I have to say that i'm surprised. I wonder how Kemper can sell this unit at this price because IMO it probably cost more to product than the Axe II.
    For example the tracks of the pcb are gold plated. :whistling:

    The price of the components (in this case, ordered in bulk, of course) is low enough so that you can set the retail price almost wherever you want within a range. It mostly depends on the competition's prices, the price margin that you are aiming for, and a few other things.
    The KPA's build quality is excellent, long live German precision :thumbsup:

    Its easy to comment and point fingers...

    Weren't you the one who started it?
    I mean, do you expect to come online, saying half lies and leaving out details from the story at a company's forums, and come out as the good guy?
    Even if you were right or told everything, you'd just look bad.
    I myself went through this same feeling when I made a thread about customer support not answering one of my bug reports... I got some really informative replies from Kemper, most of which I already knew or guessed, but nothing really new or ground-shaking. And the only thing I actually received were bad feelings inside, because I didn't want to sound like I'm bashing or hating, but you can only sound like that with a public outcry. So I decided it was a bad idea and tried to understand the company's points instead, what I didn't find hard doing so after I calmed down and thought about it a little.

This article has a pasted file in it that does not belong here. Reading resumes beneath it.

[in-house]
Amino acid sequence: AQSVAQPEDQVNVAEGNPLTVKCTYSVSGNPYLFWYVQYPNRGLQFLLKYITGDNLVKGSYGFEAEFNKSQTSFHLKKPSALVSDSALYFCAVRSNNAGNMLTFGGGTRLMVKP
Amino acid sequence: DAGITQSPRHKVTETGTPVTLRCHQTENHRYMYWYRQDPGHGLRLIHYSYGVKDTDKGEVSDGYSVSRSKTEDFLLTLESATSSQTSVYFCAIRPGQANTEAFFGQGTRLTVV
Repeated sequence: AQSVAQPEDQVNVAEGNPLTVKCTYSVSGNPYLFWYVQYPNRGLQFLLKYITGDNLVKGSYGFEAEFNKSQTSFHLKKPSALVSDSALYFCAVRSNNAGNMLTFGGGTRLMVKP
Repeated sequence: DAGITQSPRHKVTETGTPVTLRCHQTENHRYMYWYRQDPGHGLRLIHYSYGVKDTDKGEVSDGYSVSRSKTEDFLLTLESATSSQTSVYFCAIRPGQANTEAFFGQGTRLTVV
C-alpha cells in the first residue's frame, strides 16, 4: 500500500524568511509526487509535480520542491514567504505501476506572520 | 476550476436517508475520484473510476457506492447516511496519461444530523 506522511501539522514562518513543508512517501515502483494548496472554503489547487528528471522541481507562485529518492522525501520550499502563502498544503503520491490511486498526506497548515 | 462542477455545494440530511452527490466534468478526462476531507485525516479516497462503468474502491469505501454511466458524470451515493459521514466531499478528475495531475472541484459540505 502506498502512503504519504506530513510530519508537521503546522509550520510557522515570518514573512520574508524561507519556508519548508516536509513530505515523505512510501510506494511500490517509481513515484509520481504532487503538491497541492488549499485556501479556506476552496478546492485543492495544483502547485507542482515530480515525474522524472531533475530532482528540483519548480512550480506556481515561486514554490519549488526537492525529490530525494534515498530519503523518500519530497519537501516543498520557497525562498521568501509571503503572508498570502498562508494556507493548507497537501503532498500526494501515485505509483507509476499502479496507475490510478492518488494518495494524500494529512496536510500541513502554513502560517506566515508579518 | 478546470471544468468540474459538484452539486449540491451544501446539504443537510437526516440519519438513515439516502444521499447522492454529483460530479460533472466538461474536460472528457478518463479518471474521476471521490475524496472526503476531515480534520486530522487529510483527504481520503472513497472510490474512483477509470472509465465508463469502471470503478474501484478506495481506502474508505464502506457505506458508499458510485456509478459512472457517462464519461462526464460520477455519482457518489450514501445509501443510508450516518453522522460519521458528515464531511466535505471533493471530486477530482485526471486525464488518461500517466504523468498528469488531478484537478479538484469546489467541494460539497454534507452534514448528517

I'm just saying that it's never worth it. Calm down, contact support directly either by phone or email even 500 times if you have to, but matters like this are not meant to be brought to the public. There will never be a real solution from this, neither symphathy towards you, and you're only generating tension.


    Well, Richard, I'm not talking theory. I did it at rehearsal just to try it, a MS profile, cab off, running in the fx return of a Marshall head sitting there. It sounded really good and like an .... Amp! Not a mic'd one.